Whenever an entity lends money to a borrower, it is exposed to credit risk, the possibility of a loss resulting from a borrower’s failure to repay a loan or meet contractual obligations.
Evidently, credit risk cannot be homogeneous amongst debtors, as borrowers’ credit history, business models and financial situations greatly differ from one another. Different borrowers are broadly assigned different levels of credit worthiness, which determine the borrowers’ credit rating, quantitative and qualitative assessments on the probability that the borrower will, partially or completely, default on its debt. Higher credit ratings entail lower risk, lower credit ratings are associated with higher probability of default. Credit ratings are issued by independent third parties known as credit rating agencies (CRAs).
It is important to note, however, that these rating agencies do have misaligned incentives and conflicts of interests as they are directly paid by the issuer of the bond (the borrower).
If interested, the reader can refer to Dealing with the conflicts of interest of credit rating agencies: a balanced cure for the disease. We will not delve into the intricacies linked with regulating the behavior of CRAs nor will we analyze the conflicts of interests and the problems associated with asymmetric information between lenders and borrowers. Rather, this insight will be dedicated to analyze credit risk differences between Collateralized Loan Obligations and traditional fixed income instruments, notably bonds.
CLOs vs corporate bonds
Broadly speaking, credit ratings can be subdivided into two main macro categories:
- Investment grade ratings, which identify more credible borrowers
- Speculative grade ratings, which identify those borrowers more likely to default.
In finance every risk has a price. This is because any rational investor dislikes risk and wants to be compensated for any that he/she takes on. In this context, the higher the credit risk, the higher must be the risk premium required by investors: as a consequence, speculative grade investments offer higher interest payments against higher probability of default.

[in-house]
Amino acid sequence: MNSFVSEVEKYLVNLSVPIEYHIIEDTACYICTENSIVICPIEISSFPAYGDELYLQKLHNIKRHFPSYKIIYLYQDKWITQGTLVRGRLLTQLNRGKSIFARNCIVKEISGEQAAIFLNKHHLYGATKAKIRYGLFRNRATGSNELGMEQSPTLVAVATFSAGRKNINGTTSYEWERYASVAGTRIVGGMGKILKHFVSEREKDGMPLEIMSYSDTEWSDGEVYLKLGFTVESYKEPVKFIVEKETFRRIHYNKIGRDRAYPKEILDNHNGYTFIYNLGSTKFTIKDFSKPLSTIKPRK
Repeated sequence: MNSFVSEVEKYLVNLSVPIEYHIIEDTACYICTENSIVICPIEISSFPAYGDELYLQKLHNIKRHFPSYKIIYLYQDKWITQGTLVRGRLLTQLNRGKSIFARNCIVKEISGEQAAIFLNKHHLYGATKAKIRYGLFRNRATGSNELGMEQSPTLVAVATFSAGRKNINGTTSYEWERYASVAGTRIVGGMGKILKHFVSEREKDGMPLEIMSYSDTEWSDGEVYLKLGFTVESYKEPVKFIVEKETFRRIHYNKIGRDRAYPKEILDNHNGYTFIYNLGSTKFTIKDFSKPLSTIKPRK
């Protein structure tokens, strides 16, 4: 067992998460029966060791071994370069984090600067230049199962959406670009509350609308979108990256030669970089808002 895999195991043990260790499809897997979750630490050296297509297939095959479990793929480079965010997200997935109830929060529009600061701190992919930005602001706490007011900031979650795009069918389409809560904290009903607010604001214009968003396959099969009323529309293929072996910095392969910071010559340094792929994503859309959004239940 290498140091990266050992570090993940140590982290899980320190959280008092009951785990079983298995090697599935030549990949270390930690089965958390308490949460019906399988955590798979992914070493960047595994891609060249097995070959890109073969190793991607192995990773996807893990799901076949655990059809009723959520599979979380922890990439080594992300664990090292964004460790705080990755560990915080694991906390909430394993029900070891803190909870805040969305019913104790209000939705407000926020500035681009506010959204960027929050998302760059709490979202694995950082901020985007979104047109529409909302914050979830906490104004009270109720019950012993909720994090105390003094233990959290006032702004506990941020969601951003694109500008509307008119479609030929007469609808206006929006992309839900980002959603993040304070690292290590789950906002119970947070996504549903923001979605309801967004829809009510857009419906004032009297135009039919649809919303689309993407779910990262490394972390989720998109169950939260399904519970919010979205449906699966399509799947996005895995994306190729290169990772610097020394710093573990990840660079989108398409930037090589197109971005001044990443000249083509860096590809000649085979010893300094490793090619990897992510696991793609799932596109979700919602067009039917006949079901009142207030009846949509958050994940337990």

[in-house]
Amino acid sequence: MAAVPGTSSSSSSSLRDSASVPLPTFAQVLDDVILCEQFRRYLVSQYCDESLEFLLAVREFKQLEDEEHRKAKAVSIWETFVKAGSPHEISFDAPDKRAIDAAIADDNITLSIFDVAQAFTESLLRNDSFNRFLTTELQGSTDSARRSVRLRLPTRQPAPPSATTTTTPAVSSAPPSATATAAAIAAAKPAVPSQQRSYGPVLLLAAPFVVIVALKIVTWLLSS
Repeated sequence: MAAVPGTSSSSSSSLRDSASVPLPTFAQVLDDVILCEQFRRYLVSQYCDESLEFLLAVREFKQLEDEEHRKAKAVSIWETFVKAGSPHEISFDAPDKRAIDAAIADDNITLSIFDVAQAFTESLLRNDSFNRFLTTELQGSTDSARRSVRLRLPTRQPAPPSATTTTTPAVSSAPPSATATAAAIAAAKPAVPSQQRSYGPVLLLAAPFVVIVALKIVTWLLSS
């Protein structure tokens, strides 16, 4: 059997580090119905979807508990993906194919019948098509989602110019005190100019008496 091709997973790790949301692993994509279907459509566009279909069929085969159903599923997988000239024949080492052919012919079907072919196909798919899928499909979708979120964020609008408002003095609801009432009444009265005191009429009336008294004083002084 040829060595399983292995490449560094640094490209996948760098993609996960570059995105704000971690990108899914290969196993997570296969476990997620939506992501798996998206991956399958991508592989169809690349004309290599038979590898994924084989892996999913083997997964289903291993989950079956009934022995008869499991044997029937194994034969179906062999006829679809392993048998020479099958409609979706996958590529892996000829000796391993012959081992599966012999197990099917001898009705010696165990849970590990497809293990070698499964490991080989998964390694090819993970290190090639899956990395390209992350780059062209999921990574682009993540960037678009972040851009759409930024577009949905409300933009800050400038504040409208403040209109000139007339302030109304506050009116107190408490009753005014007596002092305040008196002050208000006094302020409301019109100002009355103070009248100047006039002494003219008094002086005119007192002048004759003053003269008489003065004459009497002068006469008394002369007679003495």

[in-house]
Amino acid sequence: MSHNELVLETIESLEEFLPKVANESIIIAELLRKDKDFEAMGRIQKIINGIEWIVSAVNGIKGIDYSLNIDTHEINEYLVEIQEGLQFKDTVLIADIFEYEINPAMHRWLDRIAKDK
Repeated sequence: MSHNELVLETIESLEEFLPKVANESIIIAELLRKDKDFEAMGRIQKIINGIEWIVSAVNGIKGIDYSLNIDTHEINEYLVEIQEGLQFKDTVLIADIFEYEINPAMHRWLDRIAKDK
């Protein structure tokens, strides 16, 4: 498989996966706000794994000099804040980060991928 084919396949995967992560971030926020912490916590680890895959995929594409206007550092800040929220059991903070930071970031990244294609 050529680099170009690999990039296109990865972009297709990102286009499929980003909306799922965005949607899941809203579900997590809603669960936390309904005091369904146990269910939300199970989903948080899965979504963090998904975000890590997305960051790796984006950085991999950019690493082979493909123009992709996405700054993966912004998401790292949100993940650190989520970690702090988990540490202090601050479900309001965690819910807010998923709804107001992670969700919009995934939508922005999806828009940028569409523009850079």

However, not every debt instrument is exposed or reacts the same way to a given level of credit risk. Indeed, as noted by Mark Wahrenburg, Andreas Barth, Mohammad Izadi and Anas Rahhal (Risk Factors of CLO’s and Corporate Bonds) “Structured products like collateralized loan obligations (CLOs) tend to offer significantly higher yield spreads than corporate bonds with the same rating. At the same time, empirical evidence does not indicate that this higher yield is reduced by higher default losses of CLOs. The evidence thus suggests that CLOs offer higher expected returns compared to corporate bonds with similar credit risk. “ This is an important difference that, however, is relatively easy to explain.
By nature, CLOs incorporate hundreds of loans or bonds in their portfolio and benefit from diversification and active management. So, they are inherently positioned to mitigate the impact of individual defaults and market fluctuations. The synergy of diversification and active management allows CLOs to navigate the complexities of credit risk in a way that traditional corporate bonds may not. As evidence, we provide the data by S&P 500 Global that compares Speculative Grade CLOs and Bonds default rates.
If we extend the same line of reasoning to account for the issuance of investment grade CLOs as well, we obtain a very similar result: the U.S annual default rate of all U.S rated CLOs is much lower than that of all U.S. rated corporate bonds.
On the contrary, because of the interconnectedness of the underlying assets in the portfolio, CLOs are exposed to higher systemic risk than the single corporate bond. This, at least in terms of financial theory, accounts for the difference in expected returns.
Furthermore, credit rating agencies on a periodic basis revise and adjust the ratings of bonds and CLOs. Bond ratings are revised according to new quantitative and qualitative assessments of the financial stability of the issuer, and CLOs assessment depends on quantitative and qualitative assessment of the underlying portfolio of loans. Once these new assessments are carried out, CRAs either upgrade, downgrade or confirm the debt instrument credit worthiness.
Again, because of the nature of the instrument, CLOs have historically demonstrated more resilience to downgrades than comparable corporate bonds. The graph below shows this relationship. The only exception was in the period 2009-2011 when, as noted by S&P global post-crisis collateral deterioration and revised rating methodology can explain the spike in downgrades.
In conclusion, in this insight we have explored an interesting dynamic that makes CLOs and corporate bonds different from each other in terms of credit risk. This difference can be explained in terms of active management, diversification measures and different systemic risk considerations and we have demonstrated how, historically, CLOs have shown to be more resilient to credit downgrades and have exhibited lower default rates than comparable corporate bonds. This factor has contributed to rendering this structured financial product more appealing to investors.
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